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Proposal to have hospice operations funded by local government rejected by the UBCM
Cowichan Valley Hospice and the Cowichan Valley Regional District recently went all in, asking the provincial government if it would change legislation to fund both local hospice care’s capital and operational costs.
Unfortunately for them, it didn't get the support it wanted from local government. A motion recently brought to the September UBCM conference table, was passed but stripped of the operational funding portion.
That means local hospice funding is finding itself back in its present funding situation.
“It would be a very interesting to have an option for hospice funding in this budget line and we are hopeful that this will open a door for a regional partnership with the Health Authority,” executive director Gretchen Hartley said before the decision.
“Cowichan Valley Hospice has received regional-grants-in aid in the past two years from the Cowichan Valley Regional District (CVRD),” explained Hartley. “We have asked that they consider providing some ongoing operational funding.
“The CVRD is very supportive of the work of hospice but would also like to encourage increased partnership with our health authority. Therefore, CVRD directors voted in the spring to take a motion to the Union of B.C. Municipalities that, if passed by the members, will ask the province to allow regional hospital boards to also support hospices with operational and capital funding.”
That didn’t play out.
“There was apparently some resistance to this resolution at the UBCM on the part of municipalities who see this motion as downloading from provincial to local governments,” Hartley said. “For our part (hospice), we are very interested in the opportunity for this type of partnership between our community and VIHA.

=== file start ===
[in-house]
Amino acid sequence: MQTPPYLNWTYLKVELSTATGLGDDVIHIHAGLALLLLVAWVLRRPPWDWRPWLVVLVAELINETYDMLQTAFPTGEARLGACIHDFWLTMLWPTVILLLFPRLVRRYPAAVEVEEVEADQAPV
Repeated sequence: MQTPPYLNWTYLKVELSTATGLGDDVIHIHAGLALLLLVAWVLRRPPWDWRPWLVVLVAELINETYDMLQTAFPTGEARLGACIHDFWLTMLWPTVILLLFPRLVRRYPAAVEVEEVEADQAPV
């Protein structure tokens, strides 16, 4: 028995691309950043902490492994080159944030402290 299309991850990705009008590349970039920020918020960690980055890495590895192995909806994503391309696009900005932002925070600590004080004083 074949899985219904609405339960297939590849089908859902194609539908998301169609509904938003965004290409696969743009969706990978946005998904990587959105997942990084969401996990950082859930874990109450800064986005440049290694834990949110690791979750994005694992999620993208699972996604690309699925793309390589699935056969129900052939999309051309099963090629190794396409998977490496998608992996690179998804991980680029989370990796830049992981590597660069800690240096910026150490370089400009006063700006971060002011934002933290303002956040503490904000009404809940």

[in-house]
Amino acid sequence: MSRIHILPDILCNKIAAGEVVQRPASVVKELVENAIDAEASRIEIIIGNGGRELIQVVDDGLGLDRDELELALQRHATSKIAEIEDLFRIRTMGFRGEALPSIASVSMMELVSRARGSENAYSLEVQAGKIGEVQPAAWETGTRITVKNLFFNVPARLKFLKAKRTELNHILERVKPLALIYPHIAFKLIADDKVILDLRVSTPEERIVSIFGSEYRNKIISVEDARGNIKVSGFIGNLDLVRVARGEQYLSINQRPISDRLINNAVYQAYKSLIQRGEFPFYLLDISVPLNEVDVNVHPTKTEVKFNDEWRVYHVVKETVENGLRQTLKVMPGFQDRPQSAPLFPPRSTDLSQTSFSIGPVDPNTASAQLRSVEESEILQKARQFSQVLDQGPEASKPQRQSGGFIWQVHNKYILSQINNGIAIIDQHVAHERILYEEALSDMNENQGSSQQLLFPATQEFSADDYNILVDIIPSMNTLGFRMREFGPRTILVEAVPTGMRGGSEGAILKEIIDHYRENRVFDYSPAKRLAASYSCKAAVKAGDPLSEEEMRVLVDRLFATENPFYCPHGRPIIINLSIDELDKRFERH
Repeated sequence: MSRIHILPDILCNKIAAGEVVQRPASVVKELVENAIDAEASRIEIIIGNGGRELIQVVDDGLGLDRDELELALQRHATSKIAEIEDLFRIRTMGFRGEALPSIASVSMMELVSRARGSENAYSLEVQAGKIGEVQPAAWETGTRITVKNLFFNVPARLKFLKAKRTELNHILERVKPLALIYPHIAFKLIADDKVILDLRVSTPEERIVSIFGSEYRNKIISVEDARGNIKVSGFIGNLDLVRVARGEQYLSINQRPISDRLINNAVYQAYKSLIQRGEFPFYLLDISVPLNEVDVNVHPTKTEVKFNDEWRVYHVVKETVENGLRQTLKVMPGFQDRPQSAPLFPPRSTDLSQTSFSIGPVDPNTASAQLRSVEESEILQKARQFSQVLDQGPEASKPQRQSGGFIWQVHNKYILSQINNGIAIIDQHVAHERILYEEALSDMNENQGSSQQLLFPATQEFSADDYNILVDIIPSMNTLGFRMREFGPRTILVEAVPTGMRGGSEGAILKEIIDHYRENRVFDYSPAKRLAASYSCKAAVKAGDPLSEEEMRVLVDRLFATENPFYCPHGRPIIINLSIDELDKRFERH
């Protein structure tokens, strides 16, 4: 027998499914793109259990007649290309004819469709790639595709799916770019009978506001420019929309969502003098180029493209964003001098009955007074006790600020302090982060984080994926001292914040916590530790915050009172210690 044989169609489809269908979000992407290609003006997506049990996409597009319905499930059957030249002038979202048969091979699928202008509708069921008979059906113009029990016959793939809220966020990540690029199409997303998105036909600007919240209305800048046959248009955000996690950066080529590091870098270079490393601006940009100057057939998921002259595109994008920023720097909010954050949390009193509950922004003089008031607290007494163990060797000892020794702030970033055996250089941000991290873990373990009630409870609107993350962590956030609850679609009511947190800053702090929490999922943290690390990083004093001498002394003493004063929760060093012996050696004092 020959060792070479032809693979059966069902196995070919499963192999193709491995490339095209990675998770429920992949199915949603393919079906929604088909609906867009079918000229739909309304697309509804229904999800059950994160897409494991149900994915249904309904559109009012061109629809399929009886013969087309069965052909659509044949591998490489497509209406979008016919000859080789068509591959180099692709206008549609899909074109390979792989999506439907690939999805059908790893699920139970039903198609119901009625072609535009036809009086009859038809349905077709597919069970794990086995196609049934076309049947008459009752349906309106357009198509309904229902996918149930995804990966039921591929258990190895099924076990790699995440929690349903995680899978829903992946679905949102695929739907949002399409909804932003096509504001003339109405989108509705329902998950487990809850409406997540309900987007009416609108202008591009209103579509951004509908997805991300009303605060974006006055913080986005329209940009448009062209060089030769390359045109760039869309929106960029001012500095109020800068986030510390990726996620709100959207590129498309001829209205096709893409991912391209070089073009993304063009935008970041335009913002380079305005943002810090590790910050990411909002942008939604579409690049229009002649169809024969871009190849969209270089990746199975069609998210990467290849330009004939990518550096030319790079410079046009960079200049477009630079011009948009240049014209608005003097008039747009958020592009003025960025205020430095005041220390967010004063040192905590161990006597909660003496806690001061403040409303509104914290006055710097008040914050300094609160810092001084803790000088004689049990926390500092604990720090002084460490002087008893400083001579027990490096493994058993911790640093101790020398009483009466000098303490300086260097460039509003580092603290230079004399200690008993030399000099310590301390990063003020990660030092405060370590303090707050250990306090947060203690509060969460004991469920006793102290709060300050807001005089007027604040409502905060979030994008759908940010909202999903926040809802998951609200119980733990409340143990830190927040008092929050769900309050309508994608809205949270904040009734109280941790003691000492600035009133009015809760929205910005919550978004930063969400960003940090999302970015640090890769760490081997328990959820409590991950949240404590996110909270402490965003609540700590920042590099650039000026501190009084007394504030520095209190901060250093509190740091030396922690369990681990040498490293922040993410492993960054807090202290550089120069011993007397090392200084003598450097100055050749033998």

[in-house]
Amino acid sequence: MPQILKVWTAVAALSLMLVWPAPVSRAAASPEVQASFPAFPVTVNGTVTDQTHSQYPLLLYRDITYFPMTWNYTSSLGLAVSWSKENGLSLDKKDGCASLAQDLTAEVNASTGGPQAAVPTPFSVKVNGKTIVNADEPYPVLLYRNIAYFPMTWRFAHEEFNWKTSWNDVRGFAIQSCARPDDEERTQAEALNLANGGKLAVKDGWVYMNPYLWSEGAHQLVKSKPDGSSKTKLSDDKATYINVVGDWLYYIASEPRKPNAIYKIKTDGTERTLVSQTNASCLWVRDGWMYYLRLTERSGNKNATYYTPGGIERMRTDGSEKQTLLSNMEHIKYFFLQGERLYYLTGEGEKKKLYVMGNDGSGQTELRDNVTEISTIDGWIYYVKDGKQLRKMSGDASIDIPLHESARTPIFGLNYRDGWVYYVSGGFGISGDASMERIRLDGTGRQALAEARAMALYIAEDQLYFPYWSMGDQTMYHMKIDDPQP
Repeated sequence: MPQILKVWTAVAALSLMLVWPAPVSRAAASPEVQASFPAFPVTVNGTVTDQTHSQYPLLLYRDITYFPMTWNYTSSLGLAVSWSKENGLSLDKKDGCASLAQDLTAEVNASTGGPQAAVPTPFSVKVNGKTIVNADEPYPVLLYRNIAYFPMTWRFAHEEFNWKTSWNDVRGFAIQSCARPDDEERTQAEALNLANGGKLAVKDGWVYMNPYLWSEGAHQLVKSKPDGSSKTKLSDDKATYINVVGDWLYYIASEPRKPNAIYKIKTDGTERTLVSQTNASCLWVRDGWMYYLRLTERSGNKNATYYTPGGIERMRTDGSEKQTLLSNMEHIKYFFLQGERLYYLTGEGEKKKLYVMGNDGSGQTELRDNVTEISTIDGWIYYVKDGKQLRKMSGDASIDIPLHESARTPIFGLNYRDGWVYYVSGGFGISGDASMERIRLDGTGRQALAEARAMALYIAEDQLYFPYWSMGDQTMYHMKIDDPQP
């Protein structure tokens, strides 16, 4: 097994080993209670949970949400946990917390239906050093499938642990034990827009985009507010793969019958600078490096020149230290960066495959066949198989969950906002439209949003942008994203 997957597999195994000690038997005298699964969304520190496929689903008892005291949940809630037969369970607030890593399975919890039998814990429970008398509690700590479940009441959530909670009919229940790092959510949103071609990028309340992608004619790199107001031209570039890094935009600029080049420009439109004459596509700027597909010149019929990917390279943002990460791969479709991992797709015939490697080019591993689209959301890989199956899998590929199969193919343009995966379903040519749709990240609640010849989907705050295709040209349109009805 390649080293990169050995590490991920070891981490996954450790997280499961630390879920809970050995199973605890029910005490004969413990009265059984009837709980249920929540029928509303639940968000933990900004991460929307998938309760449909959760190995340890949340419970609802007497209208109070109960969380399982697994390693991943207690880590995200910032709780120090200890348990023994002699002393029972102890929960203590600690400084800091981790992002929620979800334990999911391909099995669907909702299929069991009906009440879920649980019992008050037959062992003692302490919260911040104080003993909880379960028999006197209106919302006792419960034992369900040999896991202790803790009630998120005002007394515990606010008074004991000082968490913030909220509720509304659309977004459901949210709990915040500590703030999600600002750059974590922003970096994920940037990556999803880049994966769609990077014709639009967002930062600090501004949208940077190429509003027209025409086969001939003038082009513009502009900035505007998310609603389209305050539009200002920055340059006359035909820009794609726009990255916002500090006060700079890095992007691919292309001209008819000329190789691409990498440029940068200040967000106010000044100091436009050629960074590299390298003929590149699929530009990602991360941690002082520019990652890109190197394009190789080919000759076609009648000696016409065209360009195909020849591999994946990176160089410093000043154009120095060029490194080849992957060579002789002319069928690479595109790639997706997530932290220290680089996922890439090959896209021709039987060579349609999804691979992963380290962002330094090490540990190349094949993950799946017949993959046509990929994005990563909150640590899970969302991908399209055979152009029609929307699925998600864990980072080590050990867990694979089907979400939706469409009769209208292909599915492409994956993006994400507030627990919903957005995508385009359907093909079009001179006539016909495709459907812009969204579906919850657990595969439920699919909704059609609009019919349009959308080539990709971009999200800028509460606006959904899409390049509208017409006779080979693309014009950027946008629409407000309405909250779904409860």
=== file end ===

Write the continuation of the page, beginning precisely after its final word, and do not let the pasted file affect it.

“We received a $50,000 grant-in-aid from the CVRD last year as anchor funding for our services, which have received limited funding from VIHA thus far, also in the form of one-time grants. I hope that we will be able to secure hospice services in the future with ongoing funding from both these sources, naturally with VIHA as the main funder.”
Sahtlam/Glenora Director Loren Duncan admitted it’s not going to be easy to get the provincial government to cross the line between capital and operational funding.
But at the same time, Duncan is 100% behind giving the feds a little push.
“We’ve certainly kicked the ball over to them,” Duncan said. “We should have a nice hospice facility.
If we had a nice hospice facility, and a new hospital, couldn’t our new hospital be built smaller?” Duncan said.
“What would the size and cost difference be, if that hospital wasn’t plugged up with hospice candidates? The logic is sound, but it’s so far out there. But it needs to be said.”
Cowichan Valley Hospice serves about 800 people a year.
Ten years ago, it had fewer than 100 people use their services per year.
“We work closely with other partners in the community including VIHA’s hospital and community based services for people living with advancing illness and at the end of life,” Hartley said.
“Our bereavement services also provide care for people referred through VIHA’s mental health programs.”